Blog Posts where Race is an Aspect of the Themes
At the Jesuit Catholic University I went to from 1969-1973, an issue arose regarding Black Civil Rights. In 1972 and 1973, a large group of Black students attended the school’s Division One home basketball games. When doing so, they sat as a group at center court – courtside – and remained seated during the National Anthem. This was done as a form of protest regarding many racial justice issues of the day. The seated Black students, exercising their First Amendment rights, infuriated alumni and many people who attended the game. Most of the cheerleaders for the school were Black. To avoid the controversy of sitting down in a school cheerleading uniform, the cheerleaders remained outside the arena in the hall until the National Anthem was over. They then ran onto the court doing gymnastics and leading cheers following the Anthem.
This became a national issue for alumni and school athletic boosters. The Black cheerleaders were ordered by the administration to stand in front of their seated Black peers for the Anthem or they would no longer be allowed to represent the school in any capacity as cheerleaders.
This was not tolerable, so the cheerleaders were likely going to quit. A small group of us organized, wrote a handout explaining why the administration’s order was wrong, and we handed it out to all attendees at the next home game.
Two of us, who were white, participated. At the game we sat alone under one of the baskets, holding signs of protest after handing out flyers. Much vitriol was expressed as we handed out flyers.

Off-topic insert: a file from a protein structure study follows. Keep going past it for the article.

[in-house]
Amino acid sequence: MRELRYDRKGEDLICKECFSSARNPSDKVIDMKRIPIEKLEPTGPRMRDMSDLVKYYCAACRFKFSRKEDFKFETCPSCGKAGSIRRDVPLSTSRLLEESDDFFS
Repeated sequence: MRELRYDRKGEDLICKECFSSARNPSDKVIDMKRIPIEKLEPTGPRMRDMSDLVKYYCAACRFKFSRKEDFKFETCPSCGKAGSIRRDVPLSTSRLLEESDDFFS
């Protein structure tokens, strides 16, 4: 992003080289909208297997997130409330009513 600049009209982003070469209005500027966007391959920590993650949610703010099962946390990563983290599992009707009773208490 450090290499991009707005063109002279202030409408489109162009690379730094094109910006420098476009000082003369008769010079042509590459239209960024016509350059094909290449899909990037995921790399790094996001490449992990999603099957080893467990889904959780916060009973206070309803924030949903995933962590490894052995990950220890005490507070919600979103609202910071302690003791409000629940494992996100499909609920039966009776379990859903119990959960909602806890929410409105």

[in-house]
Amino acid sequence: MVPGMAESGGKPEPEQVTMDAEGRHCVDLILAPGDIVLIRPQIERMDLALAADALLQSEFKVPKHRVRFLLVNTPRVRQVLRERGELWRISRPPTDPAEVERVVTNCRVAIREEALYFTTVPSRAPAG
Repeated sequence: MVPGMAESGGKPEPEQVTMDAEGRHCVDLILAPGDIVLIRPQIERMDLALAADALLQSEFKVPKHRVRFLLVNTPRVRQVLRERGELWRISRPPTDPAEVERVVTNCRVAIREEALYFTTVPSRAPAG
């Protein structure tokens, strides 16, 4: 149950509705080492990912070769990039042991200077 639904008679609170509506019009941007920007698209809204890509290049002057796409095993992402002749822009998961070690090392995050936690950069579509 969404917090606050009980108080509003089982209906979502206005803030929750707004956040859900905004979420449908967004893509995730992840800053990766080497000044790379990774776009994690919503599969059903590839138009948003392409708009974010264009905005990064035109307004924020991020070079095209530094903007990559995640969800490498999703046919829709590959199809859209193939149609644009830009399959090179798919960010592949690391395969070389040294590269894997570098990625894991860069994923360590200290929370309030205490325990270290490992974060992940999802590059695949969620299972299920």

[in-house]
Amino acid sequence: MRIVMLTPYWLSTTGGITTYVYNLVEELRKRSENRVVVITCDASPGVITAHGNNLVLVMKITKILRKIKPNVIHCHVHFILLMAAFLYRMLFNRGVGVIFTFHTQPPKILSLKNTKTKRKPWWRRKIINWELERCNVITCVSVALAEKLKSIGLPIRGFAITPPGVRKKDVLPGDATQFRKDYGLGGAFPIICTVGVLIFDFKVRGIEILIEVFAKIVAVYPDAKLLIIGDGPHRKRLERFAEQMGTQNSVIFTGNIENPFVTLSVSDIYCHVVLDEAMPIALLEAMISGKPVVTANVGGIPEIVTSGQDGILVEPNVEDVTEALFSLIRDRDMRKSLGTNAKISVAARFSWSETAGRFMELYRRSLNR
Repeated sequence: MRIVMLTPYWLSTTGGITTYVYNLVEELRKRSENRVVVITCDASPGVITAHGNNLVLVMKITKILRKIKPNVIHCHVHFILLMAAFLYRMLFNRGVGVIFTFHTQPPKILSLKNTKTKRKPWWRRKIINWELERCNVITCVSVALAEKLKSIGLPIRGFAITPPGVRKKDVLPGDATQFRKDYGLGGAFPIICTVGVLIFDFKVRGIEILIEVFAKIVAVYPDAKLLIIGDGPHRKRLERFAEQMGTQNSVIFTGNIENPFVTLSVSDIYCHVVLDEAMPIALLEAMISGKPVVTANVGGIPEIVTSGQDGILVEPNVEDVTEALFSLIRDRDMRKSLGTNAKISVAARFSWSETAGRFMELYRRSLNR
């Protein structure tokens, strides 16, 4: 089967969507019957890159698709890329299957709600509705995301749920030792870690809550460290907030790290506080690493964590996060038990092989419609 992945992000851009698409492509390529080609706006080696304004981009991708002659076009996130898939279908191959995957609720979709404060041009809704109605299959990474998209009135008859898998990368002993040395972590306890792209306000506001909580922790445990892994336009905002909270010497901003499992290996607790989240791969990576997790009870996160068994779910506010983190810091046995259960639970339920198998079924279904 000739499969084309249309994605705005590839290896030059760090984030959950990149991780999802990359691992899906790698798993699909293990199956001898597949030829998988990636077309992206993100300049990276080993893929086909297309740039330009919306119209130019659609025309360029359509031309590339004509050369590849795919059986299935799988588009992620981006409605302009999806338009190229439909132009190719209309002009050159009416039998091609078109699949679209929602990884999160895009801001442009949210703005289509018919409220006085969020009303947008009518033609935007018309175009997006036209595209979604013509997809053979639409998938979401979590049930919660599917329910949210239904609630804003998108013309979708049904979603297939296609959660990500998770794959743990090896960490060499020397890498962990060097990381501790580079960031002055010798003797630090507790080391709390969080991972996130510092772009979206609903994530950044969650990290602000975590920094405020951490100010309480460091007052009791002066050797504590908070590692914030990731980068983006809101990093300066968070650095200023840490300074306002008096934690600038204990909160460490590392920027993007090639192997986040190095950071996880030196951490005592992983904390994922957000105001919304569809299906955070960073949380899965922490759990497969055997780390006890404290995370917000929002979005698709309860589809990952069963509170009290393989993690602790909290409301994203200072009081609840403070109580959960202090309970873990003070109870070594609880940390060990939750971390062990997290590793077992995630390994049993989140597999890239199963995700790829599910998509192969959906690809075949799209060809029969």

The next night when I got out of my small used Volkswagen to go into a home I rented with others, a car pulled up slowly and the driver stopped two feet from me and aimed a pistol at my head. He called me a “N” lover. I immediately rolled down behind his car and jumped up – ran and rolled across the long side porch and went into the house. I discussed with my roommates, but let it go.
The next night I pulled up and parked in a similar spot. I got out and looked around and from about six car lengths back a car put lights on and floored it and came at me full speed, clearly attempting to run me over. I barely got to the other side of the street and ran inside.
This time, I called the cops. They came. I told them the stories of that night and the night before. They listened. They then said, “You should leave town.” I said, “What?” – in disbelief. They said, “We and others in town know who you are – you should leave town.”
I did. Returned two weeks later. Finished School. Obtained my diploma, but I did not attend graduation.